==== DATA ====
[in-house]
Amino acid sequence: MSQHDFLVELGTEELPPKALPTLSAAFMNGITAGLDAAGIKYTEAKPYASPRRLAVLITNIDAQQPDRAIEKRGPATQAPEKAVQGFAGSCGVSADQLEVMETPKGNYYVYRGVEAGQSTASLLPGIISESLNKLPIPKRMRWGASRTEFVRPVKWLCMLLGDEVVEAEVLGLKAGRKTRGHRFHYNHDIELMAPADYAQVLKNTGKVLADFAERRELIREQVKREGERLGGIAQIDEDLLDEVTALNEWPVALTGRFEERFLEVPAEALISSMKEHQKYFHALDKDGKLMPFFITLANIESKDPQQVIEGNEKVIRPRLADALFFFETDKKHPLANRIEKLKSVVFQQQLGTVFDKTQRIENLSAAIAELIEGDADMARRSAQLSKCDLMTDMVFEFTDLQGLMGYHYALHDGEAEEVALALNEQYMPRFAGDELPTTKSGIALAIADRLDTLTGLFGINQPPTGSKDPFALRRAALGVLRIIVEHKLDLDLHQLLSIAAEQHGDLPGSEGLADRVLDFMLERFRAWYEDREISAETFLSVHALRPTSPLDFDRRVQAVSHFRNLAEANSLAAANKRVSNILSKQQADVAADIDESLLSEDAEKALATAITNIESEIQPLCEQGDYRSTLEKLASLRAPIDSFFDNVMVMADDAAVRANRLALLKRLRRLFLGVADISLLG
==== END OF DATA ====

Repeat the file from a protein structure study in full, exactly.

[in-house]
Amino acid sequence: MSQHDFLVELGTEELPPKALPTLSAAFMNGITAGLDAAGIKYTEAKPYASPRRLAVLITNIDAQQPDRAIEKRGPATQAPEKAVQGFAGSCGVSADQLEVMETPKGNYYVYRGVEAGQSTASLLPGIISESLNKLPIPKRMRWGASRTEFVRPVKWLCMLLGDEVVEAEVLGLKAGRKTRGHRFHYNHDIELMAPADYAQVLKNTGKVLADFAERRELIREQVKREGERLGGIAQIDEDLLDEVTALNEWPVALTGRFEERFLEVPAEALISSMKEHQKYFHALDKDGKLMPFFITLANIESKDPQQVIEGNEKVIRPRLADALFFFETDKKHPLANRIEKLKSVVFQQQLGTVFDKTQRIENLSAAIAELIEGDADMARRSAQLSKCDLMTDMVFEFTDLQGLMGYHYALHDGEAEEVALALNEQYMPRFAGDELPTTKSGIALAIADRLDTLTGLFGINQPPTGSKDPFALRRAALGVLRIIVEHKLDLDLHQLLSIAAEQHGDLPGSEGLADRVLDFMLERFRAWYEDREISAETFLSVHALRPTSPLDFDRRVQAVSHFRNLAEANSLAAANKRVSNILSKQQADVAADIDESLLSEDAEKALATAITNIESEIQPLCEQGDYRSTLEKLASLRAPIDSFFDNVMVMADDAAVRANRLALLKRLRRLFLGVADISLLG